I am very bruised and very sore. I am very grateful that I am alive and not seriously hurt. A big thank you to my club friends who took care of me. The truck won, but I am not planning on a rematch. One close encounter with a truck per lifetime is one more than anyone should endure.

Friday, September 30, 2011

Big Day for My Boys

I got a phone call from son #2 this morning. He flew solo today. Yes, my son is studying aviation at the University of North Dakota, and today he took off and landed an airplane all by himself. He had told us a week or so ago that this day was coming, and I told him not to tell me when it was going to happen until it was done (I really didn't want to sit around and worry about it). Very exciting. That's my flyboy.

This afternoon we packed up 2 cars. Son #1 is moving to Arlington VA tomorrow. He graduated from the University of Delaware in May and he has a job with Ernst and Young. Also very exciting.

My boys are all grown up..... when did that happen? It seems like just yesterday that I was walking with them to the bus stop...... And now they are flying airplanes and furnishing an apartment.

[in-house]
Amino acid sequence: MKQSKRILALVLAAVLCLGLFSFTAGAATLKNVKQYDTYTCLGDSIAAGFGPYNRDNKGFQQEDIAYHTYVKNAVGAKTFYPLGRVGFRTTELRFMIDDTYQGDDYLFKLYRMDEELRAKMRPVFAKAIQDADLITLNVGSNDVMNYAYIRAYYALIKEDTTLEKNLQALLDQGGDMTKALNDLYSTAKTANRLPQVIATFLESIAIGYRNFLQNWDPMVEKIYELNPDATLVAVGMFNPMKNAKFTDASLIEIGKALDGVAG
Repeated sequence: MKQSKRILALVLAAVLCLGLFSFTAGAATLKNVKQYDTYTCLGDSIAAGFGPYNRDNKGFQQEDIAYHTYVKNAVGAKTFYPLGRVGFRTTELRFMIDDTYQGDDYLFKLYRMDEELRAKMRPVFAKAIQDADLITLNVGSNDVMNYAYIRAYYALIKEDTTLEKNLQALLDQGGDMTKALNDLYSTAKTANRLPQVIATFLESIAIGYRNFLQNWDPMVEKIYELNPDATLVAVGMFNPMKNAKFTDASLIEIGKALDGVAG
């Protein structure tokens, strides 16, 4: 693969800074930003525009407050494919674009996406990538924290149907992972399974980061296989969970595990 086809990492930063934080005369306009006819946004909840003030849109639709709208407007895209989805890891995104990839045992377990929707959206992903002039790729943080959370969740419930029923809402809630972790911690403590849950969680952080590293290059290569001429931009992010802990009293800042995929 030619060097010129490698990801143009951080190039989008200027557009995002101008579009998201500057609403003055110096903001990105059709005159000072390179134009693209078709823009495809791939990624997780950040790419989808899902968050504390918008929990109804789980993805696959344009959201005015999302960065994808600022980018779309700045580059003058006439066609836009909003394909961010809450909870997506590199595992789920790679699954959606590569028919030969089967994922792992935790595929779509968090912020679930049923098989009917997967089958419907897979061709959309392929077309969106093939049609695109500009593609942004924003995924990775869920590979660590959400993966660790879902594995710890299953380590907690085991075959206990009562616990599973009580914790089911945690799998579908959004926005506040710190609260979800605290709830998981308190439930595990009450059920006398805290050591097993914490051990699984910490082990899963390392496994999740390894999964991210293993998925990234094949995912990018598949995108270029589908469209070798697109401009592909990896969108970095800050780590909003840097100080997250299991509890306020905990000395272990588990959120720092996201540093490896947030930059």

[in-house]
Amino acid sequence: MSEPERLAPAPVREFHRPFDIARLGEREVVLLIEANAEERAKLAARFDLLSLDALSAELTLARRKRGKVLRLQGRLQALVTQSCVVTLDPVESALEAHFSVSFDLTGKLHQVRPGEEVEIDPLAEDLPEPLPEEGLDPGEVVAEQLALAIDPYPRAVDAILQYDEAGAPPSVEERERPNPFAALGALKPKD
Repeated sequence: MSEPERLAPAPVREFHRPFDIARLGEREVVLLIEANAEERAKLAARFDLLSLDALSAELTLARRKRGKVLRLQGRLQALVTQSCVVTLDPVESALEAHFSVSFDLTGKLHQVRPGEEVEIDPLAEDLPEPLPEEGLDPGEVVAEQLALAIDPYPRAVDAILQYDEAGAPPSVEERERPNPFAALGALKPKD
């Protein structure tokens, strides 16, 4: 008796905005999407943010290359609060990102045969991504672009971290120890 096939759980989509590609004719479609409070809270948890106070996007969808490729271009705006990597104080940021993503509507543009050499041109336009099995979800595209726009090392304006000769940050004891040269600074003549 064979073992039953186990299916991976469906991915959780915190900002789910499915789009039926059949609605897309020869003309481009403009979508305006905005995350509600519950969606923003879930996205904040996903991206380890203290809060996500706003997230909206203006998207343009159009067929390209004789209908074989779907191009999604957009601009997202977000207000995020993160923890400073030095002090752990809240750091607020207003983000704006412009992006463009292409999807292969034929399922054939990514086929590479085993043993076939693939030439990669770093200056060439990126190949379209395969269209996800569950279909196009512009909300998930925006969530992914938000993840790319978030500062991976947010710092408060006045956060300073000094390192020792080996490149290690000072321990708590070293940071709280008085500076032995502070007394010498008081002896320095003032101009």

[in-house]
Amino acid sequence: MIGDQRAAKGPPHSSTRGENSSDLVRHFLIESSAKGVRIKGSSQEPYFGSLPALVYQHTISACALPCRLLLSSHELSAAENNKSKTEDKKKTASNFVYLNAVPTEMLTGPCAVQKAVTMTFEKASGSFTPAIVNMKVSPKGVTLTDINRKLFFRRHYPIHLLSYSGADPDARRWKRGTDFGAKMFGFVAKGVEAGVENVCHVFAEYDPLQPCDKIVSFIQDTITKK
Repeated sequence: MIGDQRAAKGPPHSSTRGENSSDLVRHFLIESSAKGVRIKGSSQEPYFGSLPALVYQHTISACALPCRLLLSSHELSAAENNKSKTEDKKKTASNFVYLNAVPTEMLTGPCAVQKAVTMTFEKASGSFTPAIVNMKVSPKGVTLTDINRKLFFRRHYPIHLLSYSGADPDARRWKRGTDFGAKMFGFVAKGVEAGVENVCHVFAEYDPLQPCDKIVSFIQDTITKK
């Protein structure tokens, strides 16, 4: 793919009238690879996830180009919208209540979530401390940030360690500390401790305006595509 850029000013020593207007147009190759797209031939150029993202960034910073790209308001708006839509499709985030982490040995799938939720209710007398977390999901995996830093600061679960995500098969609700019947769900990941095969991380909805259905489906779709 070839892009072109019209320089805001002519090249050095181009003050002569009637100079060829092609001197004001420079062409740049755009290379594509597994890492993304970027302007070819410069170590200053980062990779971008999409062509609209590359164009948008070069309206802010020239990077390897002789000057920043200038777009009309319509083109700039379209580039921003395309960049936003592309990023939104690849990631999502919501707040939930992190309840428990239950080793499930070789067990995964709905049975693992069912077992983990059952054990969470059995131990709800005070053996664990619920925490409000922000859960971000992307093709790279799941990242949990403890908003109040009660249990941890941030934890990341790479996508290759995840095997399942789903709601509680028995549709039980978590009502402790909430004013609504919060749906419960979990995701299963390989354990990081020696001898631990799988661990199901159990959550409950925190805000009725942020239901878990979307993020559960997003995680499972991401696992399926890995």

I am a proud mom.

Tuesday, September 27, 2011

Riding on An Autumn Summer Day

I feel like I have been neglecting my bike for the past 2 weeks, so I made a promise to myself by posting a ride on the club's ride board. I have to show up if I'm the ride leader! During the week, the club's ride board belongs to the retired and self-, un-, under- and part-time employed. Today I had Mary Ellen (self-employed) and Elliott (retired) join me (part-time employed). It was surprisingly hot, it certainly felt like a summer day, but the leaves are starting to change and line the sides of the road. Halloween decorations are starting to show up and the cider mill is open. But I will take a summer day any time of the year. It sure felt good to be rolling down those roads, climbing those hills, and getting a good sweat going. It made me happy!

DH and I are helping son #1 move down to Arlington VA this weekend, so there will be no time-on-bike. Might have to get out there again on Friday.

Tuesday, September 20, 2011

Body Pump